In the 1950s, Americans were asked, “If you were taking a new job and had your choice of a boss, would you prefer to work for a man or a woman?”
It’s a question Gallup still asks.
In 1953, two-thirds said they’d prefer a man. In 2014, one-third said they would. So, 61 years and 33 percentage points. Depending on who you ask, that’s either an improvement to be celebrated or a frustrating signal that sexism is still alive and well. Or both.
There are about 9 million women-owned businesses in the U.S., and in the past year, women have started 1,200 new businesses each day, according to the 2014 State of Women-Owned Business Report, which was commissioned by American Express.
However, while women-owned businesses continue to grow, the businesses are relatively small, employing just 6% of the country’s workforce and contributing just under 4% of business revenues. That’s about the same share as in 1997.
It isn’t clear how employees’ preferences on their boss’ gender influence success or failure, but it is clear that there is plenty of room for improvement.
“Women are not growing and scaling as much as they should be,” said Amanda Brown, executive director of the National Women’s Business Council. “It’s no surprise that women would prefer to work for male bosses, when they stick to what they know.”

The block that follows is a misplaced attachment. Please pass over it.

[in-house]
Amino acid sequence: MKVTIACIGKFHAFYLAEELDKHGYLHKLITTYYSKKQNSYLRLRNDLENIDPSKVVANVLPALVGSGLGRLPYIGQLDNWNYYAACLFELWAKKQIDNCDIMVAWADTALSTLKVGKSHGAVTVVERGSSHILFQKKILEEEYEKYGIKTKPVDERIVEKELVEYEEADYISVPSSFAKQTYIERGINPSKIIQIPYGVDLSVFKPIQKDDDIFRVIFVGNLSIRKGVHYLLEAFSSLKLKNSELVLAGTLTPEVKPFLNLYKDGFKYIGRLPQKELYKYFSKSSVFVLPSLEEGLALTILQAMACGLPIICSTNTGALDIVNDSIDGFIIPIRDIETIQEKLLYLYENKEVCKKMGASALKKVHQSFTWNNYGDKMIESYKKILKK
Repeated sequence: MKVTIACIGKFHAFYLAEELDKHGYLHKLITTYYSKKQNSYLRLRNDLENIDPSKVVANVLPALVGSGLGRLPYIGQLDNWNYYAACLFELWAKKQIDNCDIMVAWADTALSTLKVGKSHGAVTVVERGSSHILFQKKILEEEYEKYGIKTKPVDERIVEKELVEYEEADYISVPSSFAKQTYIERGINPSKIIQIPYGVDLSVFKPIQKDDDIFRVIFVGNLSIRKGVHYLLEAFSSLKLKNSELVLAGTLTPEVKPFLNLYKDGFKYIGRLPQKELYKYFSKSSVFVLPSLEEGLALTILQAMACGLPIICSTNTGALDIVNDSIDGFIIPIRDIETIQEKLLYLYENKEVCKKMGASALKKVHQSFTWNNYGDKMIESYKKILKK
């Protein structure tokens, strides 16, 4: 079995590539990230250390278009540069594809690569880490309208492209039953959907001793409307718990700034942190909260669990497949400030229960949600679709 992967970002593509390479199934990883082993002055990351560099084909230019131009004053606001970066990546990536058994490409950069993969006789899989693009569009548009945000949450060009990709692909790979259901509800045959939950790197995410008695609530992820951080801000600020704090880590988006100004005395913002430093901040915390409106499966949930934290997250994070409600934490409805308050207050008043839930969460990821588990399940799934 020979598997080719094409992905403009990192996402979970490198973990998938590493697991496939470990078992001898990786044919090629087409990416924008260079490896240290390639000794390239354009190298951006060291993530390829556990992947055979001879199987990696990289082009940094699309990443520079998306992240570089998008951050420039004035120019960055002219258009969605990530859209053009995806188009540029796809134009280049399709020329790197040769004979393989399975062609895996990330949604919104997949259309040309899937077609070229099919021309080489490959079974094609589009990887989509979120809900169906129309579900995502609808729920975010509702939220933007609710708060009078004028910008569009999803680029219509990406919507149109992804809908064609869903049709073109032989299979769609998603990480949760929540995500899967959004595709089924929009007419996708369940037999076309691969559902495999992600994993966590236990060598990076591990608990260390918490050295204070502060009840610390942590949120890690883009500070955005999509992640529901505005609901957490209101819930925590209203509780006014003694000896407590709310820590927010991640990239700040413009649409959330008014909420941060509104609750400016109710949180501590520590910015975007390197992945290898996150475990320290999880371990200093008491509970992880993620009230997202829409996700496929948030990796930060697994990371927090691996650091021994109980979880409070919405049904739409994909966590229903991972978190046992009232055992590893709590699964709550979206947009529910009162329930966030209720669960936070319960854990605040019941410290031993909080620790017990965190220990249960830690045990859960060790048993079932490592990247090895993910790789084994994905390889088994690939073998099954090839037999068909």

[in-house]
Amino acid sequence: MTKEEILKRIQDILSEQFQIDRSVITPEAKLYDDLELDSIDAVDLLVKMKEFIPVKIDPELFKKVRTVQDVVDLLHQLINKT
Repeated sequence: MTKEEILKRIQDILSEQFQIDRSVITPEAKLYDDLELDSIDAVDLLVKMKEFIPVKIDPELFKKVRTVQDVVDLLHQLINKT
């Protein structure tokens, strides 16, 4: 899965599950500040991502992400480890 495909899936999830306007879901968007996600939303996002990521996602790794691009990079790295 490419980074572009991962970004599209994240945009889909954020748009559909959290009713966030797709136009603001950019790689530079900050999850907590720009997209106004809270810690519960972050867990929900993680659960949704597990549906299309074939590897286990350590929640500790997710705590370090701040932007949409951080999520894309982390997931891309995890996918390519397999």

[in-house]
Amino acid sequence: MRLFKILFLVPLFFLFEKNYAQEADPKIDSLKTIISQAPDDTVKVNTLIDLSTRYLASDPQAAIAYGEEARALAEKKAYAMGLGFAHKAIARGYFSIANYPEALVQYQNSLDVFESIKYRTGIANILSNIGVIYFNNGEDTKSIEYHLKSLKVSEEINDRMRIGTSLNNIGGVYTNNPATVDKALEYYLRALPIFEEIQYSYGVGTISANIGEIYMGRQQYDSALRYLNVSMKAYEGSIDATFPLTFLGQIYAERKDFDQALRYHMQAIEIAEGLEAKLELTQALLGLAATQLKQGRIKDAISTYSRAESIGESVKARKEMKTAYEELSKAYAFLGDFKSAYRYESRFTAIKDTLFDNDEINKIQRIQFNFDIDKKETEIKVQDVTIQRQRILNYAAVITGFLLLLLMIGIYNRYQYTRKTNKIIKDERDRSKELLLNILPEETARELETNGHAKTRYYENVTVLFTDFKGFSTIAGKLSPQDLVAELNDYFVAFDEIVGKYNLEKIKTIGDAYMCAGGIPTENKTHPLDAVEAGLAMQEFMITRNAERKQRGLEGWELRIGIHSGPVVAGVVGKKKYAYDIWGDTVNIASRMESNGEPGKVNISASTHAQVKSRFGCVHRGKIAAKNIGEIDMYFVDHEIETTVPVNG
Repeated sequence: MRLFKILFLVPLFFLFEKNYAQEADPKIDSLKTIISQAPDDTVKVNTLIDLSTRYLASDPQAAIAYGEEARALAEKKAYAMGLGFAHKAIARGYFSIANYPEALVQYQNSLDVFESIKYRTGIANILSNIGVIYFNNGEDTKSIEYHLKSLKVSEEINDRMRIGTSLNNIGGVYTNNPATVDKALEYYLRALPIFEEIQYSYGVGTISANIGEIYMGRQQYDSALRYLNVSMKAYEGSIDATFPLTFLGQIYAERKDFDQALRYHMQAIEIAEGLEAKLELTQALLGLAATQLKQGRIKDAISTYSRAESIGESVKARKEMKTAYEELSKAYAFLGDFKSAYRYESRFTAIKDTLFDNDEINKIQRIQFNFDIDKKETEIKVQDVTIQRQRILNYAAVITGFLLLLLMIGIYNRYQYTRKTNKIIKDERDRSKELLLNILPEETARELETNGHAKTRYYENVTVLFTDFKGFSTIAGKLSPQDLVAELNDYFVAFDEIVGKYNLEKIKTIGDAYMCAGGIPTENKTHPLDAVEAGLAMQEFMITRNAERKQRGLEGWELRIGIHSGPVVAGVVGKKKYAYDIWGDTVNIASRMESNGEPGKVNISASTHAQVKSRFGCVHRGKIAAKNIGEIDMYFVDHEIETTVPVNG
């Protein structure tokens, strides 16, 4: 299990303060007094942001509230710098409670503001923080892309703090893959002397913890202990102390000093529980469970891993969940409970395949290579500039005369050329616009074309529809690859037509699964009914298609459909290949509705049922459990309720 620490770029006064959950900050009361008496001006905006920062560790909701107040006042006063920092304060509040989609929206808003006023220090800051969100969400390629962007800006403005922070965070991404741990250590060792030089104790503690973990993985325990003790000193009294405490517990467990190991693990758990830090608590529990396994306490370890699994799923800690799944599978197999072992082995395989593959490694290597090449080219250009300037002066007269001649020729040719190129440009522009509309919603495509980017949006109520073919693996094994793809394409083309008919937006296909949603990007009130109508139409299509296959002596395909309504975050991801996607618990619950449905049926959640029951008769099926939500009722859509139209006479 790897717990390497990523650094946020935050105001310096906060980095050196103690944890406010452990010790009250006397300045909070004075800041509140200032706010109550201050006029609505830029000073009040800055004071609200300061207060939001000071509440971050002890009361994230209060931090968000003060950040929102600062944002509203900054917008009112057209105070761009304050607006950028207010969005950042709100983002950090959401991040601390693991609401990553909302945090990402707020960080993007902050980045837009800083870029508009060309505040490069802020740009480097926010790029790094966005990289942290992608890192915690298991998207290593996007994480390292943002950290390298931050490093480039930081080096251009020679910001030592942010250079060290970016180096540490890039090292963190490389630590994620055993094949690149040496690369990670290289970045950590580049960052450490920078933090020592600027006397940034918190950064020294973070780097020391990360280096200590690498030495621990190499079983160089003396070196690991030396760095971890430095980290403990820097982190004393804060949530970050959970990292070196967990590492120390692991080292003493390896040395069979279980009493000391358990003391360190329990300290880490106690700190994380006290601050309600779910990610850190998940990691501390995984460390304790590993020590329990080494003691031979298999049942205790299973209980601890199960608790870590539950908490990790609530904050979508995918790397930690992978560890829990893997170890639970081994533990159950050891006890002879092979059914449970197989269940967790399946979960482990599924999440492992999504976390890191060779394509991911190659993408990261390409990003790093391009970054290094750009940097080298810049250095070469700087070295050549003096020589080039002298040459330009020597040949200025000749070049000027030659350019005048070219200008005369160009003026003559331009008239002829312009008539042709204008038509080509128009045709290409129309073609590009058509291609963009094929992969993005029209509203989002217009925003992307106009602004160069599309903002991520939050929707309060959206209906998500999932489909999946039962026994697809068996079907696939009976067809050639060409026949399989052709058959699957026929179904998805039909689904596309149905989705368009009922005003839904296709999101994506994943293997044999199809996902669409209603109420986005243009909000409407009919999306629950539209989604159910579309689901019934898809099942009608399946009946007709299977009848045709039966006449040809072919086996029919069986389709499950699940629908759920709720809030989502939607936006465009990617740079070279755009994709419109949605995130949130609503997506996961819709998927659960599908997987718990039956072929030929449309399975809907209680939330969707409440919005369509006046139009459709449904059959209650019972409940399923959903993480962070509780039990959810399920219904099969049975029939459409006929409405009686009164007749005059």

In the Gallup survey, 39% of women preferred a male boss, 25% preferred a female boss and 34% said it made no difference. Overall, 46% of men and women said it made no difference.
The fact that so many respondents said it made no difference resonated with Jayna Cooke, CEO of events company EVENTup. “That’s probably the response we want to get to,” she said.
Meanwhile, Brown admitted that when she saw the Gallup poll, she wondered if it was a joke, saying that when you continue to ask the same question for sixty years, “you’re continuing to have an outdated conversation.”
“What relevance does this have at this point?” she said, adding that the question itself highlights “that there are still women missing in the equation…women are not in the position of being bosses enough. How do we address that?”
Gallup has a different take.
“Gender issues in the workplace are very important, and we think this provides insights into these issues,” said Frank Newsport, Gallup’s editor in chief. “One reason that we keep this wording in this question is that it provides us the context of long-term trends, which are very important.”
Gallup still asks, for example, if respondents approve or disapprove of marriage between a white person and a black person. While numbers have moved in favor of it over the years, Gallup said it will continue to ask the question until everyone agrees and it is no longer relevant.